Make your race day fueling plan “bonk-brain” proof by making it easy to remember. For most of us, this means less math. Make your plan something like “one bottle per hour” as opposed to “I’ll mix this bottle with that bottle and take two of these pills the first hour and 25 of them in the third hour.” Setting an alarm to remind you to eat and drink is another great way to “bonk proof” your plan.

Fuel Properly on the Bike

When you transition from bike to run, your heart rate goes up and you have less cooling benefits from the wind. Thus, even less of your blood is going to your gut to help with absorbing your hydration and nutrition because it’s heading to your skin to try to cool you down. It’s therefore imperative that you have fueled well on the bike because you won’t be able to take in as much hydration and nutrition once you hit the run.

Fuel the Next Workout, and the One After That

In training remember that you’re not just fueling this workout — you’re fueling for the next one, the next one, and the one after that. The rule of “if it’s less than 60 minutes, don’t take anything but water” does not apply when you’re training heavily, especially for long course and/or in the heat.

Dress for Success

While spandex is usually sweat wicking and tight fitting, many companies now make clothing with added features in places like your back and the palms of your hands, that you can fill with ice at aid stations to help you regulate your body temperature. 

Keep Cool in All the Right Places

On race day, cold stuff in all the right places can really help keep your core temperature down. That includes down your pants (cooling the area near your femoral artery), your head and the palms of your hands. Also, one of the perks of womanhood is your cleavage where you can keep a lovely little pocket of ice all the way to the next aid station.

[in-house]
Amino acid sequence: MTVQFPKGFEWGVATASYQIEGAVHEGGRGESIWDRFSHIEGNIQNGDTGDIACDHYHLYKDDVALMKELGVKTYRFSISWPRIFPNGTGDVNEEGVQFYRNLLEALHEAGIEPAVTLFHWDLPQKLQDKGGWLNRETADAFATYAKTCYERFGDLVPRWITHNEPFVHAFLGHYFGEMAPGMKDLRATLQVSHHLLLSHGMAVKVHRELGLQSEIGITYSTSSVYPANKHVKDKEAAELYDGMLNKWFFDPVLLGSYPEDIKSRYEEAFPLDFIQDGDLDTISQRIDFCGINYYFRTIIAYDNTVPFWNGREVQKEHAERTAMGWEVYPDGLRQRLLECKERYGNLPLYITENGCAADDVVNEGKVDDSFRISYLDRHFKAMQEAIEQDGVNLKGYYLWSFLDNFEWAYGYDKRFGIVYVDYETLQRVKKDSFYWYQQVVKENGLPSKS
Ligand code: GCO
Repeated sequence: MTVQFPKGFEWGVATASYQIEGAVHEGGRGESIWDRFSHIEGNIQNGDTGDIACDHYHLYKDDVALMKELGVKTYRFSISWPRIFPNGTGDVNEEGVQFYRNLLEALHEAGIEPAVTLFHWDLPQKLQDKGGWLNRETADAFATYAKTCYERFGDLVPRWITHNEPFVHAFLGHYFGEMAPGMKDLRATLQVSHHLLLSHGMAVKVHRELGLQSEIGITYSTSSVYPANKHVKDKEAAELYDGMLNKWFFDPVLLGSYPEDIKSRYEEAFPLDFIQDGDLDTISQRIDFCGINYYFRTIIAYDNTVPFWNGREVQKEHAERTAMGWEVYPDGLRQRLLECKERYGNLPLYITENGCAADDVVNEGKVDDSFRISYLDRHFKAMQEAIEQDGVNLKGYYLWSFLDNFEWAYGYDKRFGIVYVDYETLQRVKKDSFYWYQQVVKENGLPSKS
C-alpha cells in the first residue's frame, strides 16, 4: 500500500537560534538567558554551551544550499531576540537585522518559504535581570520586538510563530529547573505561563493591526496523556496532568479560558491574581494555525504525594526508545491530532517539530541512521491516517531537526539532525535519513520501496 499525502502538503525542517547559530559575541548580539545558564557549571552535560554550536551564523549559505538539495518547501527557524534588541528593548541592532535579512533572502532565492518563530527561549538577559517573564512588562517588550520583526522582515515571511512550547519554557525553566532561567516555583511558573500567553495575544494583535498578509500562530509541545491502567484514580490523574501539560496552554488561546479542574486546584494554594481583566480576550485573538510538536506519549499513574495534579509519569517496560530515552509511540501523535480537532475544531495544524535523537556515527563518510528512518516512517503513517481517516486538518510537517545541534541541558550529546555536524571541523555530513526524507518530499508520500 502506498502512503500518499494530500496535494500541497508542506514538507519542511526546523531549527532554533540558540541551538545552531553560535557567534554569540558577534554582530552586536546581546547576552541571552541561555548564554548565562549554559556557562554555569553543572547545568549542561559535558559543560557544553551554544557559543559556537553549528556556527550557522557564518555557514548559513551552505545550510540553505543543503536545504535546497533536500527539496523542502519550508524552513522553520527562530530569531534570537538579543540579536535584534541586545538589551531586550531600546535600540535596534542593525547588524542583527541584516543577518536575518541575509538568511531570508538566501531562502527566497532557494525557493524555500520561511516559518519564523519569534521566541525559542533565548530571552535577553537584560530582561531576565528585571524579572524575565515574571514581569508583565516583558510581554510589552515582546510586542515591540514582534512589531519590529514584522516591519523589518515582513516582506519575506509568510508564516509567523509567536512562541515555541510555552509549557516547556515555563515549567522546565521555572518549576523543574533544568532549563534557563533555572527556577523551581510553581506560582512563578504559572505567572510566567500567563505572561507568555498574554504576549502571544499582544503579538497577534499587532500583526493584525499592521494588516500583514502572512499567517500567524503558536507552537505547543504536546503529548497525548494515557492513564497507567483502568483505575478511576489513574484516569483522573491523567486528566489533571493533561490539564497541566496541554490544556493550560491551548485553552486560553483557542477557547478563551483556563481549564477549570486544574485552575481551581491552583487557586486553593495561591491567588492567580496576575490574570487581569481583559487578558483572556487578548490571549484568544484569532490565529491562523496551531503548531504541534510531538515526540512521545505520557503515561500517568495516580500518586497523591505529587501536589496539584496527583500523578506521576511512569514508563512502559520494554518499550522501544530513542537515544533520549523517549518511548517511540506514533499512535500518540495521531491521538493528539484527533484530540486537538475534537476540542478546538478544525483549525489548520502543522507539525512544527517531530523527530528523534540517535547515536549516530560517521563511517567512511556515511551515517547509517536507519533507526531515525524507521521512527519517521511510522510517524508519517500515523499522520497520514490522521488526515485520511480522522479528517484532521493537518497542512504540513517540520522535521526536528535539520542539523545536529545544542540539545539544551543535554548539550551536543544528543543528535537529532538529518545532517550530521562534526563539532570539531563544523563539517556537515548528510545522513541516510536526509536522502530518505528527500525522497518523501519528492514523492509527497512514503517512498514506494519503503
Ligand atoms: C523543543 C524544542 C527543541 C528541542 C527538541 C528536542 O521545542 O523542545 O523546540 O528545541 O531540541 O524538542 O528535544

Ditch that Sponge!

Once the ice cold water is squeezed out of those little sponges they give out at aid stations, they just trap heat, making holding on to them counterproductive once you’ve passed the legal litter zone on the course.  

Always “Shake it Out”

It’s common sense not to do anything new on race day, but you’d be shocked at how many athletes make last minute decisions about how they’re going to carry their hydration and nutrition the week before their “A” race. Not only is this long past the time where they’d be able to test the mechanical feasibility of their equipment, but it also robs them of the ability to test out their ability to stomach their chosen nutrition on a long day, when their gut may be less amenable to their nutrition plan.

In short, with some planning and strategizing, you can both train for a hot race when you live in a not-so-hot climate and make sure you stay cool, and preform your best on race day.

Coach Kelly Ryan is a USAT Level I and IRONMAN Certified Coach at Team MPI (www.teamMPI.com) as well as a two-time Kona qualifier. She can be reached at kelly@teamMPI.com.


The views expressed in this article are the opinion of the author and not necessarily the practices of USA Triathlon. Before starting any new diet or exercise program, you should check with your physician and/or coach.